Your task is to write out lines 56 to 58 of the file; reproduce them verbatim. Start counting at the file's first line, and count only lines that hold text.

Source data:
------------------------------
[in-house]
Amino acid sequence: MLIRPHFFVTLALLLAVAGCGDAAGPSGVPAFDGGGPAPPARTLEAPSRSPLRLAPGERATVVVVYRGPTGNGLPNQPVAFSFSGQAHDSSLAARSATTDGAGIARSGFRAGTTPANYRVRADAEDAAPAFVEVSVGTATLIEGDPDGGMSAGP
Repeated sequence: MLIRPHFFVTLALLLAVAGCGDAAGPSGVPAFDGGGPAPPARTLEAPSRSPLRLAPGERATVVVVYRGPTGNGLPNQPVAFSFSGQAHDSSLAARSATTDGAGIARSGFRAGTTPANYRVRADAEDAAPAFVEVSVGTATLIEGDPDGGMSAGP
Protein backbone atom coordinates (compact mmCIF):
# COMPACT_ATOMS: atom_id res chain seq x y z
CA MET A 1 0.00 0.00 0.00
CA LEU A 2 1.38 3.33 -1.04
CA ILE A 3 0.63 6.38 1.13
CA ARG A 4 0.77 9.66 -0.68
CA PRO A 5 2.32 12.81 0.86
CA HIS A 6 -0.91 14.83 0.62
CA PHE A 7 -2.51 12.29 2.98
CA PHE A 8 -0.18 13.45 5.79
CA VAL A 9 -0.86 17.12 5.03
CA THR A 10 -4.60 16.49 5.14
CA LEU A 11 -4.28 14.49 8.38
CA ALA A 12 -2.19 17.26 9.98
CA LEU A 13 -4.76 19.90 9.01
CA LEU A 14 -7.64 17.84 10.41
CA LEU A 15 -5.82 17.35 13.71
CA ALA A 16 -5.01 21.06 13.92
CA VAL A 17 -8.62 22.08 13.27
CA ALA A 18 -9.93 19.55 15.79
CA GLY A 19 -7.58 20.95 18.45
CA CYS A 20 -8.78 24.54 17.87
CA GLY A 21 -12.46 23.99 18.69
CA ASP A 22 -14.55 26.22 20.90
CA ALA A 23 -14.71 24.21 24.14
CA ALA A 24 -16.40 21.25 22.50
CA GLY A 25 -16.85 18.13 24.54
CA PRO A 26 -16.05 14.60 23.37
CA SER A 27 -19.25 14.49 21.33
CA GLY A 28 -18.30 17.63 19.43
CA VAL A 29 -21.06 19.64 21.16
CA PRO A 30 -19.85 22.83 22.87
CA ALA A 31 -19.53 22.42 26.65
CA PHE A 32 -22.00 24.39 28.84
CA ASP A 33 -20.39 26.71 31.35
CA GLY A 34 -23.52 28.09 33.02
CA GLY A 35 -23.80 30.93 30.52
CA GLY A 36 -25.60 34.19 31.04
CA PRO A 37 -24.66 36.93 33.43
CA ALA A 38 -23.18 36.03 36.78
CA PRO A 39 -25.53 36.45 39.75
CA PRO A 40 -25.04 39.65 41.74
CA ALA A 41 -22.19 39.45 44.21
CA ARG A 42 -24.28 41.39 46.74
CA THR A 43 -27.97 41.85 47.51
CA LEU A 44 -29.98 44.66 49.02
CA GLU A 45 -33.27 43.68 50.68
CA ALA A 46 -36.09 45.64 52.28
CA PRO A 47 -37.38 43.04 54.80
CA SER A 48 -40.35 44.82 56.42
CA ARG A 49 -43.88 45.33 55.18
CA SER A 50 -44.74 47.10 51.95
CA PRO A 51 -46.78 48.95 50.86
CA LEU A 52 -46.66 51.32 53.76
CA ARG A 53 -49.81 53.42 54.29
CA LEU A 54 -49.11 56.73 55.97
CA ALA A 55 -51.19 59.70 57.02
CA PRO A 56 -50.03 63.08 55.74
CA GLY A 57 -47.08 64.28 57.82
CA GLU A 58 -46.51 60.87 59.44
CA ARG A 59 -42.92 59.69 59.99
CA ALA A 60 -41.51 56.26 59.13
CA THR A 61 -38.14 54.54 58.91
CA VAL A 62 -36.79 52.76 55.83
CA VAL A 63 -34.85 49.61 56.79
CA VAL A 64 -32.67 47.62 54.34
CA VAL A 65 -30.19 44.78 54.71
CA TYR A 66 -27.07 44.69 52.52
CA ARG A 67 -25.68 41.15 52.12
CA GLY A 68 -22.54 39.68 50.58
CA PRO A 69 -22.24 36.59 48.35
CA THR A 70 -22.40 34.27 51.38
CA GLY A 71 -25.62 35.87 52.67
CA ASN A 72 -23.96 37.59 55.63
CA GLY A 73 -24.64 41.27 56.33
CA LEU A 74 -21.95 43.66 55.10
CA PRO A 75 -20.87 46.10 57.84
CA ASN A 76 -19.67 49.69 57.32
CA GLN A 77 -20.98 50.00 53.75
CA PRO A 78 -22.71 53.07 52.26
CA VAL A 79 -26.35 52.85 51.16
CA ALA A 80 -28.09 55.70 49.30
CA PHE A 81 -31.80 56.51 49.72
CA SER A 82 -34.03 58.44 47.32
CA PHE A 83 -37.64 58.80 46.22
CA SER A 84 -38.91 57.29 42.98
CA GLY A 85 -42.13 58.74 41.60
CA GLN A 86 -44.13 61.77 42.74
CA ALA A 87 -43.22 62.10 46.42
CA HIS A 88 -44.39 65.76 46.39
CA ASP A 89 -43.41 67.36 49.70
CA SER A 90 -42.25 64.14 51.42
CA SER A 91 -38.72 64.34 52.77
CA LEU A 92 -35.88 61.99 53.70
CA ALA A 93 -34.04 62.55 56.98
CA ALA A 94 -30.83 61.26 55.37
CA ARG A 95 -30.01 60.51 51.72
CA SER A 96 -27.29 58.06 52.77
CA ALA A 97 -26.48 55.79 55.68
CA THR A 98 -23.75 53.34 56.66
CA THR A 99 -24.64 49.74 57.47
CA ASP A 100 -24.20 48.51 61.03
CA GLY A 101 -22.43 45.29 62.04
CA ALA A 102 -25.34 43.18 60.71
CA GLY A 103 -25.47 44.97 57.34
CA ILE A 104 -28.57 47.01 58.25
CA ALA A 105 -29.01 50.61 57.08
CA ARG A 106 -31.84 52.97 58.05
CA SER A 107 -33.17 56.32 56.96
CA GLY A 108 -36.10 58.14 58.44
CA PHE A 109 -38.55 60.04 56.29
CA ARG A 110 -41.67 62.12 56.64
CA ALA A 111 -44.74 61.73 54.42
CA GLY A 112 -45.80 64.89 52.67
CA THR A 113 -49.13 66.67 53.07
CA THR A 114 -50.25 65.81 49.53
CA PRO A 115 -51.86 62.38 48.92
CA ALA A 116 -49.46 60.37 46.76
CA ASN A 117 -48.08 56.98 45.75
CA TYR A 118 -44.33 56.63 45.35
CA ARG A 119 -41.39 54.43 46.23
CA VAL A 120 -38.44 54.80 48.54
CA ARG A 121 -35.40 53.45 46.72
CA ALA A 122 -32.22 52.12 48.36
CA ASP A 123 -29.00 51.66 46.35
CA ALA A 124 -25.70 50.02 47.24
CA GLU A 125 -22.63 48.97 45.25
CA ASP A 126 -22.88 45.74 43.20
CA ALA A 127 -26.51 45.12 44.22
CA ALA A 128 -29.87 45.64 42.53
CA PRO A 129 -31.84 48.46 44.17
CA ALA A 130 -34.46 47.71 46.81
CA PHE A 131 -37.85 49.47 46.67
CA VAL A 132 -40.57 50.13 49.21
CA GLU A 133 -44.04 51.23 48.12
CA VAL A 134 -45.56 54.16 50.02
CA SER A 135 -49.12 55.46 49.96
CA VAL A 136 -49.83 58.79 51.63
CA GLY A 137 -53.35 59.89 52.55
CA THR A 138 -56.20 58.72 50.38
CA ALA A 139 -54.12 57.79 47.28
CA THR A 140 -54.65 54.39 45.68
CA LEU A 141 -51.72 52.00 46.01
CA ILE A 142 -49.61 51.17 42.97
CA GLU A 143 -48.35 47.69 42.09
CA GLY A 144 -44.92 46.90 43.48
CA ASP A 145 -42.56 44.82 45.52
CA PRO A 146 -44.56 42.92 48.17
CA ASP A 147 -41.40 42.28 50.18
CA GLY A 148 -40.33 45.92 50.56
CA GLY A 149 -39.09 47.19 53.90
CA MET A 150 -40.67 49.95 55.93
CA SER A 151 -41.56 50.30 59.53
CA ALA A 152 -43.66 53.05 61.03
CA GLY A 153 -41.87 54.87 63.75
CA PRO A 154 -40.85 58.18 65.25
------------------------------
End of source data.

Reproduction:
CA PRO A 51 -46.78 48.95 50.86
CA LEU A 52 -46.66 51.32 53.76
CA ARG A 53 -49.81 53.42 54.29